Birth Injury Early Notification scheme
Cerebral Palsy claim settled in 2019 concerning prolonged partial hypoxia awarded £26.9m
Client video: Soufyan's story
Richard Lodge settles cerebral palsy claim complicated by the occurrence of a perinatal stroke for £4,783,100 plus annual payments for care
World Cerebral Palsy Day 2019
Another sad story of toxic culture – A failure to learn from avoidable medical mistakes
We regularly achieve multi-million pound settlements for children injured at birth, many of whom suffer from cerebral palsy (CP).
These claims can be complex. We are very experienced in this field and will make the process as easy as possible.
Families often contact us when they believe there has been a problem during or after the birth of their child. We have been successful in bringing claims on behalf of disabled children for many years.
If you are concerned that your child may have been harmed because of poor medical treatment, please contact us to discuss how we can help.
You might simply have concerns about your child’s development together with questions about the medical care which you and your child received. Alternatively, you may already be coming to terms with the significant impact of caring for a child with a diagnosis of CP. You may have been told that your child suffered hypoxia (lack of oxygen) at birth or that they required therapeutic cooling to lessen the possibility of brain injury. We can provide guidance in all of these situations.
When bringing a claim, we investigate the circumstances of a child’s birth, with medical experts, to consider whether the child has sustained serious injury as a result of medical negligence on the part of a hospital, doctor or midwife. If negligence is established, compensation can be claimed to meet the child’s lifelong needs resulting from their disability. This often includes securing financial settlements to pay for:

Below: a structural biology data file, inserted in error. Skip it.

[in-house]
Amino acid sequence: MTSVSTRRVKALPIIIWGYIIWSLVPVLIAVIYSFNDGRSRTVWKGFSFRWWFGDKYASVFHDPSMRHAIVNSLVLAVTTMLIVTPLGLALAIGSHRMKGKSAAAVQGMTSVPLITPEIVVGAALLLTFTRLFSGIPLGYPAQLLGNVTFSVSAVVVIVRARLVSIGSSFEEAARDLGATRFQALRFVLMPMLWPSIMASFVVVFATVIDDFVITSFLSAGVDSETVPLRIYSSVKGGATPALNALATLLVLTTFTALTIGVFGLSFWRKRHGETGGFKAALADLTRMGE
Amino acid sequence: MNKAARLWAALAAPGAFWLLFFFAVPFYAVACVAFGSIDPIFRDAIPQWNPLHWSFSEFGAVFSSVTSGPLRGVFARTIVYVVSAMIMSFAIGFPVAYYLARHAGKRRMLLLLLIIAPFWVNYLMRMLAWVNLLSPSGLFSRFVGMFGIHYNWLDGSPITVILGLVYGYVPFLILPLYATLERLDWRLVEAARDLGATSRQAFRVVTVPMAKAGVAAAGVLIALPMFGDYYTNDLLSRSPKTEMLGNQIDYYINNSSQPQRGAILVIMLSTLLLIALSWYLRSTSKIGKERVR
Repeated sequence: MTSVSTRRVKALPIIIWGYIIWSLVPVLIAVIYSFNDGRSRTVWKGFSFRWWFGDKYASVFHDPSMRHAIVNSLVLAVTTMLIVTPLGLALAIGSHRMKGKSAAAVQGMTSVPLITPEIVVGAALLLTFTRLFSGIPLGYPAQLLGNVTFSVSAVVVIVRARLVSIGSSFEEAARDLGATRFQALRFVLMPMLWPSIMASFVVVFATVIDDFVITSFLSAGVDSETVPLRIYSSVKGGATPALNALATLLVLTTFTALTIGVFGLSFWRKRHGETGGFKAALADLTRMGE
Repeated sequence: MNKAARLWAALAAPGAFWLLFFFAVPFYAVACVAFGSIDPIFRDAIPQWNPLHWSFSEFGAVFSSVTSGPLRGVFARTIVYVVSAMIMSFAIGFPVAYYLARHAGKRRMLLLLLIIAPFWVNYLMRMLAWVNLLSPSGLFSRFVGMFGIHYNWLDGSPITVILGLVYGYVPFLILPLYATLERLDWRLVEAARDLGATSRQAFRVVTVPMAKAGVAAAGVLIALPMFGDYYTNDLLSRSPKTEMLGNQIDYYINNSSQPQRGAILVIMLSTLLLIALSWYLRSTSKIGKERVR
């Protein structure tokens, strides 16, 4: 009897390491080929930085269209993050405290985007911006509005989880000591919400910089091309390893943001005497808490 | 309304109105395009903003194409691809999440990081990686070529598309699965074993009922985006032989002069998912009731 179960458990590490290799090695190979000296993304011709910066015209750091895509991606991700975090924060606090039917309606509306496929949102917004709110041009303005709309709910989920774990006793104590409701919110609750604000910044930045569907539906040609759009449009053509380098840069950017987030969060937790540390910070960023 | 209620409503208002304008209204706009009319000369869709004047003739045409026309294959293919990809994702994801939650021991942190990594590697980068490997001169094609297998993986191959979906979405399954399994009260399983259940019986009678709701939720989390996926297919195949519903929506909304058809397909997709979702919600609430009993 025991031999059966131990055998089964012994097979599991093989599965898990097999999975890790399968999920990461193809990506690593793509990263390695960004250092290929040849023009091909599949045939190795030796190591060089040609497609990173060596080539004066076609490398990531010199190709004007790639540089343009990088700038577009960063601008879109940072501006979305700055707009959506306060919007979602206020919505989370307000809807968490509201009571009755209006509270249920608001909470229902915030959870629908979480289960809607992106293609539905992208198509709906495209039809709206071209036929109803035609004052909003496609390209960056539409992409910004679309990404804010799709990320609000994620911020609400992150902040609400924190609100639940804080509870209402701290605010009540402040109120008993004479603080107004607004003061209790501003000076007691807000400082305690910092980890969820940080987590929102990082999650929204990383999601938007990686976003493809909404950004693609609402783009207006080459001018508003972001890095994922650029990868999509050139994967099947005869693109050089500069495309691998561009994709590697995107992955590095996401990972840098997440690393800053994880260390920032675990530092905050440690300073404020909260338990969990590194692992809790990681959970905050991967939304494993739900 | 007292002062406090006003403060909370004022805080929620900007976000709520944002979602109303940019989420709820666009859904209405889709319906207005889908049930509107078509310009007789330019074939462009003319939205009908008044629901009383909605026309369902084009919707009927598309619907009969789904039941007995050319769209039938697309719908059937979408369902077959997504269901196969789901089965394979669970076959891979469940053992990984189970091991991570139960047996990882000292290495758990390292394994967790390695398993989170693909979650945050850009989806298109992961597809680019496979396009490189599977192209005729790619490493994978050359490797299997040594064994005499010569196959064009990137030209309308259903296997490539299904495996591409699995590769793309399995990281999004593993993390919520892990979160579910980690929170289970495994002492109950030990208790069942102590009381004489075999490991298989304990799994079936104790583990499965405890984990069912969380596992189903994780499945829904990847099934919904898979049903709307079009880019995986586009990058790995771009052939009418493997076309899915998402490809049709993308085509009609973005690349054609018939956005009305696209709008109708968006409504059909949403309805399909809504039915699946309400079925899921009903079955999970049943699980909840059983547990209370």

- Private 24 hour care
- Private therapies and medical care
- Specialist equipment and vehicles
- Adapted accommodation
- Support with education and work (if that is possible for your child)
- Compensation for loss of earnings and pension
We tailor the package of compensation to each child’s needs, so that they have the resources to participate in everyday activities and to lead comfortable, fulfilled, lives.
We are one of a small number of solicitors’ firms who can offer Legal Aid for birth injury claims. We also offer other funding options, including 'no win, no fee' agreements.
BIRTH INJURY AND CEREBRAL PALSY FAQs
What is Cerebral Palsy?
The term cerebral palsy (CP) is used to describe conditions affecting movement, coordination and sometimes cognitive impairment and which are typically caused by damage to the brain, either at or around the time of birth, or as a result of a later brain injury.
How is Cerebral Palsy caused?
Brain damage that results in a diagnosis of cerebral palsy can arise in a variety of different ways and, sadly, medical mistakes around the time of birth can be the cause.
Ways in which cerebral palsy may be caused by medical negligence include:
- A failure to check on the baby’s condition (by CTG) during labour resulting in delayed delivery and deprivation of oxygen to the baby
- Delay in performing an instrumental delivery by forceps or ventouse (or to perform the instrumental delivery safely)
- Delay in performing an emergency caesarean section or errors in managing the caesarean section
- Placental problems that have gone un-noticed (such as placenta praevia or placental abruption)
- Ruptured uterus during labour
- Poorly managed induction of labour
- Cord prolapse
- Failure to diagnose or treat low blood sugar (hypoglycaemia) after birth
- Failure to diagnose or treat jaundice (hyperbilirubinemia and kernicterus) after birth